According to Hoffman´s definition, terrorism can be described as an act of “violence” or the “threat of violence”, which is widely shared among scholars (Combs 2013, 6; Gibbs 2011, 64; Phillips 2015, 227). However, it remains open to discuss whether these acts of violence should be framed as illegal within the wording of the definition of terrorism (Gibbs 2011, 64). There is no question about the observation that acts of terrorism usually “violate the norms regulating disputes, protest and dissent” (Wilkinson 2011, 4) in a given society. But as the word ‘illegal’ is somehow value-laden, the inclusion of the term as a key component of the definition would give more descriptive power to the perception of an act by government officials rather than to the nature of the act in itself (Gibbs 2011, 65). Furthermore, the analysis of the concept of legality has to be embedded in a given political and historical context as statutes and laws may change over time. Hence, it would be more difficult for academic research to analyse various acts of terrorism from a longitudinal perspective. Moreover, the word ‘illegal’ can be used as a gateway for a regime to label members of the opposition as terrorists and criminals or to impose different standards on different groups and organisations. Examples for the latter can be found looking at the wave of left-wing terrorism in Latin-American countries such as Argentina, El Salvador or Guatemala. While left-wing groups had been labelled as ‘illegal’ and therefore ‘terrorist’, right-wing organisations were supported by governments and armies (Sprinzak 2011, 196). Against this backdrop, an academic definition of terrorism, which can be used for research purposes, should not rely on political or judicial attributions such as ‘illegal’, but rather be based on the nature of the act in itself. Hence, the term ‘illegal’ will be excluded from the definition, which will be developed in the course of this essay.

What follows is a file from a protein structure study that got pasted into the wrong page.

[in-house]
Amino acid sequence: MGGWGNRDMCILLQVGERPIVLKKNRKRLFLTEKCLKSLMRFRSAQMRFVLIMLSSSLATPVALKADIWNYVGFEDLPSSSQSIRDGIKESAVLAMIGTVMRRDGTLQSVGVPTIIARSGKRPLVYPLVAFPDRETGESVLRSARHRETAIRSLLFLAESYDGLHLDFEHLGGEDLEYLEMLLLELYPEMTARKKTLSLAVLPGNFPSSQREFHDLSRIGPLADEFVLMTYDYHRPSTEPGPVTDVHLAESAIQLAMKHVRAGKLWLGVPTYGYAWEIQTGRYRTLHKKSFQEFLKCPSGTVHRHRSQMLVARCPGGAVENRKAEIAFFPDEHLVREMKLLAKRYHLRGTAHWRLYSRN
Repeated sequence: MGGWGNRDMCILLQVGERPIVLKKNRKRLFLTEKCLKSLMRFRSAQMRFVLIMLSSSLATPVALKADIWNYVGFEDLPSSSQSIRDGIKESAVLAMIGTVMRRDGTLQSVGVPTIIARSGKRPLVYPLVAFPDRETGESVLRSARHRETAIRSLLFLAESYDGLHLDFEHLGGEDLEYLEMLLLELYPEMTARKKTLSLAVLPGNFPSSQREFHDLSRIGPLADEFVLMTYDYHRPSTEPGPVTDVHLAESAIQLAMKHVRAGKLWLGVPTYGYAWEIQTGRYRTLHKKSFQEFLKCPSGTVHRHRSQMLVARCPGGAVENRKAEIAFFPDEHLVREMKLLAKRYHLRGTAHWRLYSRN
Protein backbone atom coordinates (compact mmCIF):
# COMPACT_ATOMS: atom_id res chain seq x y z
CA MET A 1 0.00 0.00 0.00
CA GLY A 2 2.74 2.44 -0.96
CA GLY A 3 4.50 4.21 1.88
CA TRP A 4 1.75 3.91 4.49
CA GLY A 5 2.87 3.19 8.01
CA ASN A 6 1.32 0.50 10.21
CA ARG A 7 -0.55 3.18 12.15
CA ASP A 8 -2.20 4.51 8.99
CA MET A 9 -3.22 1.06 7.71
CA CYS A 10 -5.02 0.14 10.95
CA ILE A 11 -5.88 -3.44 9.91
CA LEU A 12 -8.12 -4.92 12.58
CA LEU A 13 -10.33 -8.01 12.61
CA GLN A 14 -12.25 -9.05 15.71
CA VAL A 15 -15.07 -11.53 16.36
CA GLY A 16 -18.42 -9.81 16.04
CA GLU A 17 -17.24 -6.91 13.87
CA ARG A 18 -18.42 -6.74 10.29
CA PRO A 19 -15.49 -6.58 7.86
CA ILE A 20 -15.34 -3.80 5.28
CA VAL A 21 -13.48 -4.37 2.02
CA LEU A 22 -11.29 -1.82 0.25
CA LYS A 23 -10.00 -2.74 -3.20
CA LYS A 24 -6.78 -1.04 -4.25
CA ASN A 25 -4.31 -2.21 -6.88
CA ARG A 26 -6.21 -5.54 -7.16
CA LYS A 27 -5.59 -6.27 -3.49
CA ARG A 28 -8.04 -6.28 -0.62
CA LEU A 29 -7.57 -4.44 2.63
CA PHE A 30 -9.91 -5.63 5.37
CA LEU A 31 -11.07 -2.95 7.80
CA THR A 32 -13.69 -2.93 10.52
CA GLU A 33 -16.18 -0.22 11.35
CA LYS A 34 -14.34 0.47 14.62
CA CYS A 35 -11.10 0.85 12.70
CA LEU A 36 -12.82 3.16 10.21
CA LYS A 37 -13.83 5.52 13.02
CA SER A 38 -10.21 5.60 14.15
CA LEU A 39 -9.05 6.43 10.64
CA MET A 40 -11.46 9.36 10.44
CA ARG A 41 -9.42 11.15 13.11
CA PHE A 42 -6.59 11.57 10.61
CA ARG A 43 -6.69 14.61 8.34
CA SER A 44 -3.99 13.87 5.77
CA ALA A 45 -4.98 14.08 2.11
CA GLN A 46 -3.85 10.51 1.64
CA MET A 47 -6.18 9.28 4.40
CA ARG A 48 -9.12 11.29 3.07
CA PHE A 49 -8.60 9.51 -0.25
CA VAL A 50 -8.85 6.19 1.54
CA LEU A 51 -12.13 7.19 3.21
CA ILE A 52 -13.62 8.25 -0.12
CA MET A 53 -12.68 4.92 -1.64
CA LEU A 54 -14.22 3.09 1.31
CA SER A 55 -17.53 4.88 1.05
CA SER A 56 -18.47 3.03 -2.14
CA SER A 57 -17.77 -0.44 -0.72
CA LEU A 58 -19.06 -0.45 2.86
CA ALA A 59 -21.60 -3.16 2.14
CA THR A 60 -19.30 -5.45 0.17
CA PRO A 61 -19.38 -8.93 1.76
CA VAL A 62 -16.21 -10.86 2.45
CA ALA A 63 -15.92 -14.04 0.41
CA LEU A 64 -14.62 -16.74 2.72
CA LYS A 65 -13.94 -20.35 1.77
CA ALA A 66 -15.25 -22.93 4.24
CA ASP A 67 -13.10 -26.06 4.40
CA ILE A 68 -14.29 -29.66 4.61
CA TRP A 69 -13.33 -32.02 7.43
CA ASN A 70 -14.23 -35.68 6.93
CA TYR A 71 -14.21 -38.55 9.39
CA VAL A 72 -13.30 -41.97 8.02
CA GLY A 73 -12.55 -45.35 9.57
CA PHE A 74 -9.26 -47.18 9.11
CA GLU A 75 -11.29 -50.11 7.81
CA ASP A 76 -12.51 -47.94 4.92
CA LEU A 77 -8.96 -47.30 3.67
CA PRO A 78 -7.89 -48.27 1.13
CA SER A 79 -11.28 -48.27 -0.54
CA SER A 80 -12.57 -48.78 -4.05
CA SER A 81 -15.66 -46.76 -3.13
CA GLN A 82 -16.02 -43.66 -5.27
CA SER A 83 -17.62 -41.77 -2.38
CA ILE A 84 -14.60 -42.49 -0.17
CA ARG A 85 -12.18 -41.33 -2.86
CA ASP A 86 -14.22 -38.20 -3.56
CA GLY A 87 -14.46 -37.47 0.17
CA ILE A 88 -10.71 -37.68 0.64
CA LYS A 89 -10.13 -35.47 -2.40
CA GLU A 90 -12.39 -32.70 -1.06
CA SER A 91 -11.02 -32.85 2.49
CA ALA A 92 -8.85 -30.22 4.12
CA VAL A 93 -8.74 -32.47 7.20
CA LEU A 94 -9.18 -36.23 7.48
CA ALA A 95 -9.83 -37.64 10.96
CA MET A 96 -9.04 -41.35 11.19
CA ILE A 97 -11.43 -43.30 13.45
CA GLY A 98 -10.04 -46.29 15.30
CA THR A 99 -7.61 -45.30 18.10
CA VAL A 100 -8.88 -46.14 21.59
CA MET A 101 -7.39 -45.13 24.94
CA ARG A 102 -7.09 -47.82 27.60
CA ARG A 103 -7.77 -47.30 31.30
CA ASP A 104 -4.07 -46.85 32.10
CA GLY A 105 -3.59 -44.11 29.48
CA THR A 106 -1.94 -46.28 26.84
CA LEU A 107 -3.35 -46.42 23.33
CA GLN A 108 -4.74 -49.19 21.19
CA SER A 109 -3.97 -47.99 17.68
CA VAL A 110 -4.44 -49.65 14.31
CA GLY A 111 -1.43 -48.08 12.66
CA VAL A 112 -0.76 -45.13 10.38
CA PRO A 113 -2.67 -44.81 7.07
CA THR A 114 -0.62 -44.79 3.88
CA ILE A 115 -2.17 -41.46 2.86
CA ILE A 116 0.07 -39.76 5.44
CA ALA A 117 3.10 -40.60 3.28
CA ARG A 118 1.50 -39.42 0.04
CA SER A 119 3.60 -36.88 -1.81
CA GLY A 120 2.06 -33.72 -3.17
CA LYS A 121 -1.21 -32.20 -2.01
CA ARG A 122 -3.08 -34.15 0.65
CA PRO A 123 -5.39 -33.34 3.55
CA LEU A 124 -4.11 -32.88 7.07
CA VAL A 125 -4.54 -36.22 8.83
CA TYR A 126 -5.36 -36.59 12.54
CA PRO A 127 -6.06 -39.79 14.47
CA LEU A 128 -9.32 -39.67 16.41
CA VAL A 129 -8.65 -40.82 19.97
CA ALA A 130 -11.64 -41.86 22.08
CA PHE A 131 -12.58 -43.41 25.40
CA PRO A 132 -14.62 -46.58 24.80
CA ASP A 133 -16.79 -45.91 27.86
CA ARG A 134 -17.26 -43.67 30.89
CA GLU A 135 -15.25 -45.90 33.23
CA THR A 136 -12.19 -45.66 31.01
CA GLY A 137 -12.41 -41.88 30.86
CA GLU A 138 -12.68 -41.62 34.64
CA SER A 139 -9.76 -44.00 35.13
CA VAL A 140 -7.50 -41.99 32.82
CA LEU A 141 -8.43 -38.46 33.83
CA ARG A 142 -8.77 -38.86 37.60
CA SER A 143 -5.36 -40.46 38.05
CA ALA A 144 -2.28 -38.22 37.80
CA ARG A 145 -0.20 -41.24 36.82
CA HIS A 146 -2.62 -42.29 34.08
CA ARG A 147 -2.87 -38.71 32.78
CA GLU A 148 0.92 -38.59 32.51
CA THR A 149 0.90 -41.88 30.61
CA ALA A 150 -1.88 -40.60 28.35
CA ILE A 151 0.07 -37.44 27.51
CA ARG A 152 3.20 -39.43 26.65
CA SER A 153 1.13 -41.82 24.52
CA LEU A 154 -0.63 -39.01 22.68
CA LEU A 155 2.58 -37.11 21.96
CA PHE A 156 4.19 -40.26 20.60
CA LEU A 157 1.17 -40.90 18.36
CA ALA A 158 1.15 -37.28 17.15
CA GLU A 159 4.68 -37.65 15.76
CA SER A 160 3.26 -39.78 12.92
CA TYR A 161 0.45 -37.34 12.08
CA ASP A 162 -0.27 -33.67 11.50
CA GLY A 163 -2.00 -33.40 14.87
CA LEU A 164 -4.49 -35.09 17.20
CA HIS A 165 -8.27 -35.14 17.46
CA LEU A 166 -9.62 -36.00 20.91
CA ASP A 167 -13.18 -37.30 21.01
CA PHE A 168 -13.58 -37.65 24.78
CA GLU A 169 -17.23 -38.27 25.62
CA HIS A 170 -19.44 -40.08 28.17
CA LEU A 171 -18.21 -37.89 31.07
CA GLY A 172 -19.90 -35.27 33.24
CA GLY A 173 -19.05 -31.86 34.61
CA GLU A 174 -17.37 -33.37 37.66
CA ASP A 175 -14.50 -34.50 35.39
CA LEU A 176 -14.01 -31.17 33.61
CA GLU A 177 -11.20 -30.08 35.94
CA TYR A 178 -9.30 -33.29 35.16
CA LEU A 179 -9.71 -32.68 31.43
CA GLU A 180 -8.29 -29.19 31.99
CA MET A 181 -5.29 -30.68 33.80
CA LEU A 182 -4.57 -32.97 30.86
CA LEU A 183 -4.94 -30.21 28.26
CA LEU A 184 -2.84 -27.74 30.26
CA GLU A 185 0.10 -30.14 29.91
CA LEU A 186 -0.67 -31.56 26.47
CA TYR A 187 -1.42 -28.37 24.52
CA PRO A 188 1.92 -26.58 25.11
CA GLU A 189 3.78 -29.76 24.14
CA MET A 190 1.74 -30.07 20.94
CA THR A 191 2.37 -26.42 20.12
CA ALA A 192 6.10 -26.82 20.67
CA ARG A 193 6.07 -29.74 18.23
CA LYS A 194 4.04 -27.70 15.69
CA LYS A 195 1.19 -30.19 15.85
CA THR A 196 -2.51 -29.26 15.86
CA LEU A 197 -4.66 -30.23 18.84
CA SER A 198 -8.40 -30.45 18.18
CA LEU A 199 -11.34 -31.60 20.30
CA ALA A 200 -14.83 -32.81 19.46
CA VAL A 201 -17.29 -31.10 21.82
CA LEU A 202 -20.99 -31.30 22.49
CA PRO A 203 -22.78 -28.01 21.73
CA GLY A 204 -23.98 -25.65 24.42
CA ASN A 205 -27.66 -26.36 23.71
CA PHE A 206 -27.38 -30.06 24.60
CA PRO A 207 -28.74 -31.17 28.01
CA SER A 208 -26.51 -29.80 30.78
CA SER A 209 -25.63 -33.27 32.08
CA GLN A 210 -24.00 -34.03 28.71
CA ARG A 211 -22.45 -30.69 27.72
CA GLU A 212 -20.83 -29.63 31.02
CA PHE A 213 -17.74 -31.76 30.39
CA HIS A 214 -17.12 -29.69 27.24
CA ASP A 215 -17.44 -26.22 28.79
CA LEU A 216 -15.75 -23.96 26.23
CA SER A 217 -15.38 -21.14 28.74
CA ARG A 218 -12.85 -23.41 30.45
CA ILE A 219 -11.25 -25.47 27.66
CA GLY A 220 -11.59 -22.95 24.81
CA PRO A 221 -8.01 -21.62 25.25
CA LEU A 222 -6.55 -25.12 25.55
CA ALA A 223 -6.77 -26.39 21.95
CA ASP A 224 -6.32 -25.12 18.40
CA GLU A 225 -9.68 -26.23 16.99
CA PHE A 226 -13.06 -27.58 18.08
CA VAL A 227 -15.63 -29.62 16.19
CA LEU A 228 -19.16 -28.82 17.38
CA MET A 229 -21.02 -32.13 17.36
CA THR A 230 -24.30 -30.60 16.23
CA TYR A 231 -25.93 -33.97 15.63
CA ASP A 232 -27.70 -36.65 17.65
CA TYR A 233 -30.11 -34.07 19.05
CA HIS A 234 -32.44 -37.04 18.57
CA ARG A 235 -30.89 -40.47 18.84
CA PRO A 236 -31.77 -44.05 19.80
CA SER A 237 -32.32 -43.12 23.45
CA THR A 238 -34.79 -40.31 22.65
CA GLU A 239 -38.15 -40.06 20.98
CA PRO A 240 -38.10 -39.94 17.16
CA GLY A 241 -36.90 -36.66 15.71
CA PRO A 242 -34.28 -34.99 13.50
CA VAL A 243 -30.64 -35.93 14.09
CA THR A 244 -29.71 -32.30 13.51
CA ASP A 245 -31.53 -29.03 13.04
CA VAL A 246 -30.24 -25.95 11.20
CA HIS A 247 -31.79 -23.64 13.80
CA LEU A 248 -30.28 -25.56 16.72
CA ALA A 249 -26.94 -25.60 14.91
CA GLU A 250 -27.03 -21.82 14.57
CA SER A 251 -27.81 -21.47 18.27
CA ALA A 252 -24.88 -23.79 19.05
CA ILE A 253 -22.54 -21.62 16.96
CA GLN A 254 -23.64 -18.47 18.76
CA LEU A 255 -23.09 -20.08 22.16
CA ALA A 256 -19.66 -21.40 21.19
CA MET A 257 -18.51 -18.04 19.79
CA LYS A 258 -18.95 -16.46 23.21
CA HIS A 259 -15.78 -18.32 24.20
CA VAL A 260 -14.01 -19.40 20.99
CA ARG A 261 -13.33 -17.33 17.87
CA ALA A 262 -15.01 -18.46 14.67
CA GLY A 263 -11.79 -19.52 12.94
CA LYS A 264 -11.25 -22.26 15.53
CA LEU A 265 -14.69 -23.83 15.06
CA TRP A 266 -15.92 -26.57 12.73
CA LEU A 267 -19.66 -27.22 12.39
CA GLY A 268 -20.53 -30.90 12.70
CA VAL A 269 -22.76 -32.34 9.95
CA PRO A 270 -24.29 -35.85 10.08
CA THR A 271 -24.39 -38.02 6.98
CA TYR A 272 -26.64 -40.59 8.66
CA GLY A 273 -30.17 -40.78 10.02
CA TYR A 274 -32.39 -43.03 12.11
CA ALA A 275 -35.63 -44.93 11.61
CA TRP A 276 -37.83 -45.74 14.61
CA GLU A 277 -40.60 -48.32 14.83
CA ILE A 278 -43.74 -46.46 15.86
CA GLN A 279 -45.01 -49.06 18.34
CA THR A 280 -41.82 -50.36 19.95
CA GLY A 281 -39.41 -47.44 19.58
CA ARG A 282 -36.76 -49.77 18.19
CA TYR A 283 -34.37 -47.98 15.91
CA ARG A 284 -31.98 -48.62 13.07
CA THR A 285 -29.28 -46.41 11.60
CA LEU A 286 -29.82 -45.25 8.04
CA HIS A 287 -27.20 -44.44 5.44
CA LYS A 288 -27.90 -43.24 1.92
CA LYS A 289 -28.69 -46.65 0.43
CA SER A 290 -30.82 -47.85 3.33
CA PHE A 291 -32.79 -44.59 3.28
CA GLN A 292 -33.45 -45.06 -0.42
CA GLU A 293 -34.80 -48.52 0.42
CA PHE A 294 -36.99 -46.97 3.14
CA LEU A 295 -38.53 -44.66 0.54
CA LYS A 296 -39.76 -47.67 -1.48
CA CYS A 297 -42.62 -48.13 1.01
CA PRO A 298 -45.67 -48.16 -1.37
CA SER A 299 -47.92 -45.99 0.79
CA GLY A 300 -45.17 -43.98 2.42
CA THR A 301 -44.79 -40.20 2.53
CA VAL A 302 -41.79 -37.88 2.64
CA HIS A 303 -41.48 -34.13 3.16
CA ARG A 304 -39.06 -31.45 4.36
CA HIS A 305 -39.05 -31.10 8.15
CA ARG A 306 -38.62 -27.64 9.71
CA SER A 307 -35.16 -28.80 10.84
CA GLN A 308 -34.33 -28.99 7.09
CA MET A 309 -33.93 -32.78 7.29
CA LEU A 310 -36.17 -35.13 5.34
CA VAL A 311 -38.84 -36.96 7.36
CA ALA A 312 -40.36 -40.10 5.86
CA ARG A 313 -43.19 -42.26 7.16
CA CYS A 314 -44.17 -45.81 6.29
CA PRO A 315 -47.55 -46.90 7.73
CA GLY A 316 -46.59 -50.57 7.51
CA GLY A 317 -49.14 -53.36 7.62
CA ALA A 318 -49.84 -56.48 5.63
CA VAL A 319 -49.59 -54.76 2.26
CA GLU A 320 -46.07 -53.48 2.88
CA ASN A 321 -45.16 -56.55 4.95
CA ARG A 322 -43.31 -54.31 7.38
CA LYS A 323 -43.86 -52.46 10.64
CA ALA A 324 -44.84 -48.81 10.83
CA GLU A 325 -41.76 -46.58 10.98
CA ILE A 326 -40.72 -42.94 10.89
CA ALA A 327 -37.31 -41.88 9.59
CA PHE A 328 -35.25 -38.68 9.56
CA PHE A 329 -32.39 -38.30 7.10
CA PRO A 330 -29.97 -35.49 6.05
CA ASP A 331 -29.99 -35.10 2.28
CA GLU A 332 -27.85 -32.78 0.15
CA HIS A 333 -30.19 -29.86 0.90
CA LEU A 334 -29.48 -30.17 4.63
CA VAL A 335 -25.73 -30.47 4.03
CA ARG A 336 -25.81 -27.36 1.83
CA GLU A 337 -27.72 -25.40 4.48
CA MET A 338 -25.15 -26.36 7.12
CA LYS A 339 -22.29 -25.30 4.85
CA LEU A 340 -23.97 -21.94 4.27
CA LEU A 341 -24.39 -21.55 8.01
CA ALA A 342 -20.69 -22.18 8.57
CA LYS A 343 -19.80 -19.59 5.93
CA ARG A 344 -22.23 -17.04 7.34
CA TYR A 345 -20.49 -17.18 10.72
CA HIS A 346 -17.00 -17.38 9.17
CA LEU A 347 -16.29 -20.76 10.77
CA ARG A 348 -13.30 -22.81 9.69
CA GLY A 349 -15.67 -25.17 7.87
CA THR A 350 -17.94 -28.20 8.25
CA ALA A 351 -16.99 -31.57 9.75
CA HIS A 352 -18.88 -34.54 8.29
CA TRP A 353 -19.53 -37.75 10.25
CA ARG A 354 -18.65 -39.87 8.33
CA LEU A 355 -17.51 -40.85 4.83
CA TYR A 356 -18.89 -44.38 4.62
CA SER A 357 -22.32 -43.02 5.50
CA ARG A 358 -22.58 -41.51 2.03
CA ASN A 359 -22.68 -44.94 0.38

The motives of the perpetrators play a role in many definitions of terrorism and Hoffman takes them into account by using the wording “in the pursuit of change”. Nevertheless, this phrase seems to remain relatively vague compared to other authors, who focus on political aims as a key element of the definition (Innes and Levi 2012, 662; Martin 2013, 37; Phillips 2015, 227). However, the restriction to the term ‘political’ leads to a definition of terrorism which is too narrow, since it excludes several acts and organisations from being viewed as terrorist. In this regard, Cynthia Combs (2013, 6) does not only refer to political, but to social motives as well. Additionally, religious motives should explicitly be included in the definition of terrorism due to the observation that “religious elements have always been important in modern terror” (Rapoport 2011, 51). For instance, this would allow us to include the acts of ISIS, Al-Qaeda, Aum Shinrikyo and other well-known groups, which should definitely be defined as terrorist, but for which religious motives appear to be more important than pure political goals. Due to the fact that acts of terrorism can have a great influence on economics and the observation that terrorist organisations regularly strive for control over natural resources or are involved in drug trafficking (Combs 2013, 113-120; 125-126), it can be discussed whether economic motives should be covered by the definition as well. On the other side, an economic motive appears more to be a means to an end (e.g. financing of other activities) than to be a key reason in itself. Therefore, the exclusion of economic motives in the definition could be a possible approach in order to establish an analytical differentiation between terrorism and organised crime. Furthermore, all acts which do not strike for a particular goal will be excluded from the definition as well. Since research shows that most terrorists are not “pathological and psychotic individuals” (Innes and Levi 2012, 664), the definition should not cover acts of amok and other criminal mass-murdering, in which the other motives do not play any role. In contrast, the act can be described as terrorist if the key motive is one of the motives included in the definition, even if the perpetrator is mentally-ill.